Analysis of RRT interventions and evaluation of their effectiveness have been recently studied only in foreign centres, where the RRT counterparts (of different names) have been functioning for a long time [5–10]. Since RRTs were introduced in Poland only in 2018, the reports assessing their effectiveness in Poland are lacking.
The analysis mentioned above demonstrated that RRT was most frequently called to assess respiratory efficiency (Figure 1), which is consistent with the observations of some authors who found that the major cause of calls was respiratory disorders [5] and that the main procedure carried out was endotracheal intubation [6]. According to some other authors, however, the most common causes of calls included concerns about the patient condition [6], general bad condition of patients [7], rapid neurological changes [8–10]. The most common pharmacotherapy, as disclosed by the analysis, was a change or continuation of the hitherto applied antibiotic therapy, administration of vasopressors and fluid therapy, which is also in agreement with the study findings reported by other authors [5, 6]. Furthermore, our analysis revealed reduced numbers of hospital SCA after the introduction of RRT. Likewise, the reports from foreign centres have also demonstrated reduced numbers of hospital SCA as well as unexpected deaths after the introduction of RRTs [11, 12]. A few papers available in literature have not shown the effects of RRTs on a reduction in numbers of hospital SCA [4] or that their reduction was not statistically significant [10]. Moreover, the implementation of RRTs according to the concept of ICU without walls, which aims at intensification of treatment in the department that admitted the patient (outside ICU), without need for ICU admission, reduced the number of intra-hospital transfers of patients to ICU by 29.2% (Table 3). Similar effects were observed in another centre [13]. Some selected laboratory results of patients on the day of calling RRT should also be mentioned as they suggest the ongoing inflammatory process and microcirculation disturbances, which, in turn, allows to suspect that the patients presented the symptoms of sepsis. Sepsis is considered one of the main diagnoses established by RRTs [14]. The study by Cross et al. is noteworthy; the authors conducted a three-month retrospective study assessing the percentage of RRT calls associated with systemic inflammatory response syndrome (SIRS) and sepsis [15]. They have demonstrated that among 358 RRT calls two or more SIRS criteria were present in 277 (77.4%) cases while among these 277 cases with SIRS criteria, 159 (57.4%) patients fulfilled the criteria of sepsis 24 hours prior to and 12 hours after the call. The above observations disclosing the occurrence of SIRS or sepsis symptoms in patients, the RRTs were called for, contributed to the formation and introduction of special RRTs specializing in early diagnosis and treatment of sepsis [16].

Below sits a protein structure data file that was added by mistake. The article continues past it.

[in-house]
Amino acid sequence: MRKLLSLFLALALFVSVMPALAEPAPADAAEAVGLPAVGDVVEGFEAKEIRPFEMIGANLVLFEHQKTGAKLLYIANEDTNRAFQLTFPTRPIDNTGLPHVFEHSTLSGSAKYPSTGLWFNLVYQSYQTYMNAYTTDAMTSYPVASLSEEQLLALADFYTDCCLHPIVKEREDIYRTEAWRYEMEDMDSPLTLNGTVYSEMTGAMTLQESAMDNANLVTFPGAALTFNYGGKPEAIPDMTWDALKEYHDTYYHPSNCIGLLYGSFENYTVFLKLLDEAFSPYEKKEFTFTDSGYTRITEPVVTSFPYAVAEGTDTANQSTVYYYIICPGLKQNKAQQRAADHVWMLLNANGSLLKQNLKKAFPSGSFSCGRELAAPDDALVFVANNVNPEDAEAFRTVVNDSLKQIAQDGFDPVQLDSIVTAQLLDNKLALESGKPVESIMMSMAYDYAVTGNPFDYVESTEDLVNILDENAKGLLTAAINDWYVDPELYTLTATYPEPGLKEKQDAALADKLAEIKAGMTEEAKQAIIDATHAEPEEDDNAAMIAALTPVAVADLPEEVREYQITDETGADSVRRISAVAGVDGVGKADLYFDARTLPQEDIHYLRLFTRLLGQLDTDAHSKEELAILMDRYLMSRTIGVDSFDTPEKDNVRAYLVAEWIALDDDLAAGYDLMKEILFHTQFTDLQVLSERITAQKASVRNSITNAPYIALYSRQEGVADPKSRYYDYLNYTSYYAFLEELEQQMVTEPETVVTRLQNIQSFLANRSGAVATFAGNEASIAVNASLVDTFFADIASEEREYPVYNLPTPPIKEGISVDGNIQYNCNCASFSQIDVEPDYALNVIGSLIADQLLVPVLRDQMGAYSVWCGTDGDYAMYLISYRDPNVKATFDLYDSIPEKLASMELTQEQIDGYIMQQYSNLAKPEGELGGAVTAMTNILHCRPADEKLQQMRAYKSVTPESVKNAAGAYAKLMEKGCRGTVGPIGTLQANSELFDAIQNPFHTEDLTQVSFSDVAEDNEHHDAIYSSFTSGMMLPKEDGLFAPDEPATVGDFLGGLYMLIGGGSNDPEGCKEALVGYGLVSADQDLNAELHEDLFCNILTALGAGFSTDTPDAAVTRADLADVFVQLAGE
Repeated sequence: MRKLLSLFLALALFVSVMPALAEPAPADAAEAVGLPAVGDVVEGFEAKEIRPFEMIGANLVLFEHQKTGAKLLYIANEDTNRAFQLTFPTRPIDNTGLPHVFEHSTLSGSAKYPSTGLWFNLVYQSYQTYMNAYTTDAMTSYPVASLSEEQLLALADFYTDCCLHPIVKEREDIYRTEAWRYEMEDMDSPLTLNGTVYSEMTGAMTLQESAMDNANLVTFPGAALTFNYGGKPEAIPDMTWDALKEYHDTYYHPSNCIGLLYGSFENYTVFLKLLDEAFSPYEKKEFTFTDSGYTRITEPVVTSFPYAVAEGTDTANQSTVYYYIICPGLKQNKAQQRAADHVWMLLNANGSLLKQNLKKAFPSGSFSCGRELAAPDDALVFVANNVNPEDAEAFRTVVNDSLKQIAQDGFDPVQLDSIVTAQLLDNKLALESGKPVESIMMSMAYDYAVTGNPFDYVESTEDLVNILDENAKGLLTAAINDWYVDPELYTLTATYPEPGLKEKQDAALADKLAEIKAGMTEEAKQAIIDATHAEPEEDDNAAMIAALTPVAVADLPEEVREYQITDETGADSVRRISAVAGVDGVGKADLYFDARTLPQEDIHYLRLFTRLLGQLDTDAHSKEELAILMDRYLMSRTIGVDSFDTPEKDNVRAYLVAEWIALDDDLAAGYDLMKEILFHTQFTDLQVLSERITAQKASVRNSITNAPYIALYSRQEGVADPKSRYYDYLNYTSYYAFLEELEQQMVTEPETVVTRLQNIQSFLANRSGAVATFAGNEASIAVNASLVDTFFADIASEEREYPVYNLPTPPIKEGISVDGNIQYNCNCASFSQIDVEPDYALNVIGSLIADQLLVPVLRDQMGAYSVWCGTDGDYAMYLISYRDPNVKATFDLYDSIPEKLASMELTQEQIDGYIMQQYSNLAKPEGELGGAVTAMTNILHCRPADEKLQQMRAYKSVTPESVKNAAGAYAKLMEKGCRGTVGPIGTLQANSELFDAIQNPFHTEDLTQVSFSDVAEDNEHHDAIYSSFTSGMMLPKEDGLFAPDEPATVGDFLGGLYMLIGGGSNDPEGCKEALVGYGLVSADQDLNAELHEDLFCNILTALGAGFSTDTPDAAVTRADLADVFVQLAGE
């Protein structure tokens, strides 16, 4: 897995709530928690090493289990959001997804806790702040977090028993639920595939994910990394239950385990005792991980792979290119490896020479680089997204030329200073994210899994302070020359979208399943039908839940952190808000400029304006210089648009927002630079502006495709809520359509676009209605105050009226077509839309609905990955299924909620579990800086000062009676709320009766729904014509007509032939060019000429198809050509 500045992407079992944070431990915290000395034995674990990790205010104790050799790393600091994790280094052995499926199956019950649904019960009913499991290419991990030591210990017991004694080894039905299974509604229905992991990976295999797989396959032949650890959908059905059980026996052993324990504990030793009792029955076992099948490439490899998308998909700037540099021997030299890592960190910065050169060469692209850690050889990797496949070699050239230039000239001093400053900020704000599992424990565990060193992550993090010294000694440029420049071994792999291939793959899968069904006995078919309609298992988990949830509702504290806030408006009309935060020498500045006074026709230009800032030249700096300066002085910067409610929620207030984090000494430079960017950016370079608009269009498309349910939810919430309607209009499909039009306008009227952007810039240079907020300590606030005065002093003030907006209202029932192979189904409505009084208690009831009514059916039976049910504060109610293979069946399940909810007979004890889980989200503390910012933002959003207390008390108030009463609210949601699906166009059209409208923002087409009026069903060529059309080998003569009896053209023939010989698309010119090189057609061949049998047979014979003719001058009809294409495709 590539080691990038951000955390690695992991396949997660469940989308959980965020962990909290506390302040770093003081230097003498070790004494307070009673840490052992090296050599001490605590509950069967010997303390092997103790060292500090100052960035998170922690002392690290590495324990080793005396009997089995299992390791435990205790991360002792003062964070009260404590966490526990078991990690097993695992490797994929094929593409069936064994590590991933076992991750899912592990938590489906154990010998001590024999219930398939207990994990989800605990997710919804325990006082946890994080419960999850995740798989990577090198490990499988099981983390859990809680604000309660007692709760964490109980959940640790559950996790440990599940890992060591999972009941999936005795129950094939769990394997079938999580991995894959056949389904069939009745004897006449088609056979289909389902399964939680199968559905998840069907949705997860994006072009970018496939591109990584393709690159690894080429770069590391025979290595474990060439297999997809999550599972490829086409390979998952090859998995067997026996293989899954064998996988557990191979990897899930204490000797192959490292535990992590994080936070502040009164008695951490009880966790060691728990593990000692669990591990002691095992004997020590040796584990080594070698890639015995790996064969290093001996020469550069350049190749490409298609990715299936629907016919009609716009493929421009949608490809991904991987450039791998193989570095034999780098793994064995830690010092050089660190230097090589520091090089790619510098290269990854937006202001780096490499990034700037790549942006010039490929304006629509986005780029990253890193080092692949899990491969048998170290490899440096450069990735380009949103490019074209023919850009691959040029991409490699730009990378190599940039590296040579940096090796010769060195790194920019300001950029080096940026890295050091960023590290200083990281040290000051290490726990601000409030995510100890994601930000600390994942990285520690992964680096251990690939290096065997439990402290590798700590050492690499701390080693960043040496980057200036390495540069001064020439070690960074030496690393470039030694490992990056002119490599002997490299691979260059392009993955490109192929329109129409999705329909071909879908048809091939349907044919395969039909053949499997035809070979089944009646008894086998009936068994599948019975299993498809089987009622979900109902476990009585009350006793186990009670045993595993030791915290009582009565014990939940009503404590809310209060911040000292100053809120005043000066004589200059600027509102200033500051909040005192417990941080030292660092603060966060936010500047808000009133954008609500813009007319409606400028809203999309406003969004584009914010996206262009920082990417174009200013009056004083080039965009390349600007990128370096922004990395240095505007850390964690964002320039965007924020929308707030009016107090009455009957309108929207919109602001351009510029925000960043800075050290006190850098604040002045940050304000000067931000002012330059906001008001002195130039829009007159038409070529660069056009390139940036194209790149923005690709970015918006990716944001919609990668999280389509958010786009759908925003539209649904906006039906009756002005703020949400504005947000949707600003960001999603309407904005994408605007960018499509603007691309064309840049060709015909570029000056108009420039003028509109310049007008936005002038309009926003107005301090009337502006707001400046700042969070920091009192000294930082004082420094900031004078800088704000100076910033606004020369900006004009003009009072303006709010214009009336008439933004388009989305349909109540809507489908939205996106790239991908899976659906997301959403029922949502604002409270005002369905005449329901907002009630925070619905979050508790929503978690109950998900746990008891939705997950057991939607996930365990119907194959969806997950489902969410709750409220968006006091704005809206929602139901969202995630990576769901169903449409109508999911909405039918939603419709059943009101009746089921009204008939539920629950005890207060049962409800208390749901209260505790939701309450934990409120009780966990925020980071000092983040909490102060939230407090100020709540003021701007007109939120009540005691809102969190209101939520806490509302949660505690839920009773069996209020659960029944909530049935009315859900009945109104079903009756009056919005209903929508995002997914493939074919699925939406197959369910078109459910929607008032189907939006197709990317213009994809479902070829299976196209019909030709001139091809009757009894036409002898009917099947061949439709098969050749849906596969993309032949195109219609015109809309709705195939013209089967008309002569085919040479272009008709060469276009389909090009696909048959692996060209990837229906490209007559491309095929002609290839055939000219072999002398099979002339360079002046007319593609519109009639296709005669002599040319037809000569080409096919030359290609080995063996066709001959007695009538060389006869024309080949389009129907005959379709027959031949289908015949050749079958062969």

Our analysis has some limitations; RRT consultations were carried out by various teams of specialists and intervention documentation was filled non-uniformly. Moreover, the only laboratory parameter used for concluding about microcirculation disorders in patients, the RRT was called for, was the concentration of lactates; its interpretation, however, should be dealt with caution [17]. The reduced number of intra-hospital ICU transfers that was observed might have resulted from other factors than improved treatment in the departments that patients were admitted to. Furthermore, during the period studied, reduced hospital mortality rates could have been affected by many other factors.
In conclusion, the most common cause of RRT calls was the assessment of respiratory efficiency. The laboratory results of patients for whom RRT was called often suggested developing sepsis/septic shock. The introduction of RRT enabled the intensification of treatment in the departments patients were admitted to, which contributed to the reduction in the number of ICU transfers. It is advisable to further develop the skills regarding assessment of respiratory efficiency and diagnosis of sepsis among hospital personnel.


1. The authors express sincere gratitude to RRT Lead Prof. Łukasz Krzych and RRT Coordinator Dr. Żaneta Jastrzębska-Stojko for their hard work at introducing RRT in the University Clinical Center in Katowice.
2. Financial support and sponsorship:
3. Conflict of interests: none.